Microdiscectomy surgery — the same procedure Tiger Woods had — repaired an aching back after his freshman season. The next fall, he sustained a separated shoulder.

Things would get even harder as MacIntyre’s offense evolved, calling upon the quarterback to execute more zone-read options and designed runs.

“Obviously it takes a toll on your body,” Liufau said.

Last season, Liufau lasted until the 11th game before suffering a Lisfranc injury against USC. If that medical term sounds unfamiliar, let him explain: “Basically, my foot snapped in half. No bones broke; it was just ligaments and things.”

Rehabilitation progressed slowly and painfully; there were times he considered walking — or limping — away from football.

“You just have to go sit in an ice bath,” he said. “Take it one day at a time.”

If anything kept him going, it was the hope that Colorado might have a breakout season in 2016.


The difference was palpable during summer workouts and through early victories over Colorado State and Idaho State. Then came highly regarded Michigan.

Playing before a hostile crowd at the “Big House” in Ann Arbor, Liufau gave Colorado a third-quarter lead with his third touchdown pass of the day. But he also suffered another injury.

“I have the utmost respect for Sefo Liufau and the game that he played and the type of player he is,” Michigan Coach Jim Harbaugh said. “He got that ankle injury that looked pretty, pretty serious and he hops up, kind of drifts out there and throws a post route that’s as good a post route as you can possibly throw.”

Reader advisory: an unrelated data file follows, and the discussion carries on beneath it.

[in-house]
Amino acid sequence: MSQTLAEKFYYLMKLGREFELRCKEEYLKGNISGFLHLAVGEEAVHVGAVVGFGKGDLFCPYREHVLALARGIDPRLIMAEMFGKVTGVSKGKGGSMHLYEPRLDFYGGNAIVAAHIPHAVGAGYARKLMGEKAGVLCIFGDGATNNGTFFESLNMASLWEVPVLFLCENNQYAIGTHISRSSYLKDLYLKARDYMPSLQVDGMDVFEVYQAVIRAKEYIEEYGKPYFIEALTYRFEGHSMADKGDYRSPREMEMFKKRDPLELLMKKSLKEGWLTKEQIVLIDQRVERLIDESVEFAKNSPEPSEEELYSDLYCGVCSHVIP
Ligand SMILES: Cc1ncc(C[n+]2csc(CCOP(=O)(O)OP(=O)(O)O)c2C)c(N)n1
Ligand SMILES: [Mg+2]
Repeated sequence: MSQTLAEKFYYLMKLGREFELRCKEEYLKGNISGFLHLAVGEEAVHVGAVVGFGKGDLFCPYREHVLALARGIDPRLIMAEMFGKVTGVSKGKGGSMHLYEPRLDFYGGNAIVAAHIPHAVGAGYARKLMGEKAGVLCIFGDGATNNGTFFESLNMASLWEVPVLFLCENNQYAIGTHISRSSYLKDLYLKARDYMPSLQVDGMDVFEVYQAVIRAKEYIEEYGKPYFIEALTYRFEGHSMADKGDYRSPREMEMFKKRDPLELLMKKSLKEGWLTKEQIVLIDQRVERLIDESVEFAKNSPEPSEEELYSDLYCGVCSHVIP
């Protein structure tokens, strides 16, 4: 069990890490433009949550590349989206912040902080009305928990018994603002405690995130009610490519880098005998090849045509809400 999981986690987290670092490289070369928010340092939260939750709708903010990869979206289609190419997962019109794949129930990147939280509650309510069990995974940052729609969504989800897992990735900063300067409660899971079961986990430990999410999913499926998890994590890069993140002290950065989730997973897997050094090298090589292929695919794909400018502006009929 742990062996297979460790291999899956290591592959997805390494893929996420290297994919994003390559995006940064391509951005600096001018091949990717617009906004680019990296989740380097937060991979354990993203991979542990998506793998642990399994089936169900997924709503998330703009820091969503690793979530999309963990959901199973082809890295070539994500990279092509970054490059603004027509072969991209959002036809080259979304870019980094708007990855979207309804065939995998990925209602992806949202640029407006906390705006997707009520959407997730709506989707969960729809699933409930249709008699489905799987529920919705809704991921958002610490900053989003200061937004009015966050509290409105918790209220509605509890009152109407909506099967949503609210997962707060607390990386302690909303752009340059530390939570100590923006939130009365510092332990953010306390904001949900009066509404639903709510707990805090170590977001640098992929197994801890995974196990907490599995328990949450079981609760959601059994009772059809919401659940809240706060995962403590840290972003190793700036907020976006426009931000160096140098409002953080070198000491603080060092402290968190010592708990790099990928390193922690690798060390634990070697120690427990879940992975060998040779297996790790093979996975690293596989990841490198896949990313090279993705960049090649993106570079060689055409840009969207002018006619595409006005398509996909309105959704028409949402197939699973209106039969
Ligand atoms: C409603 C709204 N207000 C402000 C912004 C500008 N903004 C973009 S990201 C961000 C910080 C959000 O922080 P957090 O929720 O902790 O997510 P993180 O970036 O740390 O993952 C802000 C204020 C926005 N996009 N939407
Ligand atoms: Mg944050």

The pain sidelined Liufau for the fourth quarter as Michigan came back to win. He missed most of the next three games, including a loss at USC where, still hobbled, he managed only a few snaps.

But there was no question about coming back.

“When you play a team as good as Michigan at their place, and you play well, it gives you a lot of confidence,” he said. “I knew we had a chance to do something special.”

Returning in mid-October, Liufau passed for 265 yards and ran for a touchdown against Arizona State. The Buffaloes were on a roll, defeating Stanford, UCLA and Arizona.

Against Washington State, Liufau’s ankle was re-injured but returned to action, the crowd chanting his name as he passed for 345 yards and rushed for 108 in a 38-24 victory.

“We had trouble tackling him, especially in the second half,” said Parker Henry, a Washington State nickel back. “He’s a good player and probably the biggest quarterback we’ve seen all year.”

Last week’s 27-22 win over Utah was not Colorado’s most-consistent performance. Liufau fumbled twice but passed for a touchdown and ran for another, leading the Buffaloes with 59 yards rushing.

Now comes a bigger test against Washington, which has the No. 17 defense in the nation, averaging three sacks. Early odds put the Huskies as a one-touchdown favorite.

Colorado will answer with an equally stingy defense and a balanced offensive attack built around the quarterback MacIntyre calls “the toughest sucker in the building.”

Asked if there is any part of his body that doesn’t ache at this point in the season, Liufau shrugs. Playing in pain is nothing new to him.

“Whatever it takes to win,” he said, “I’ll do it.”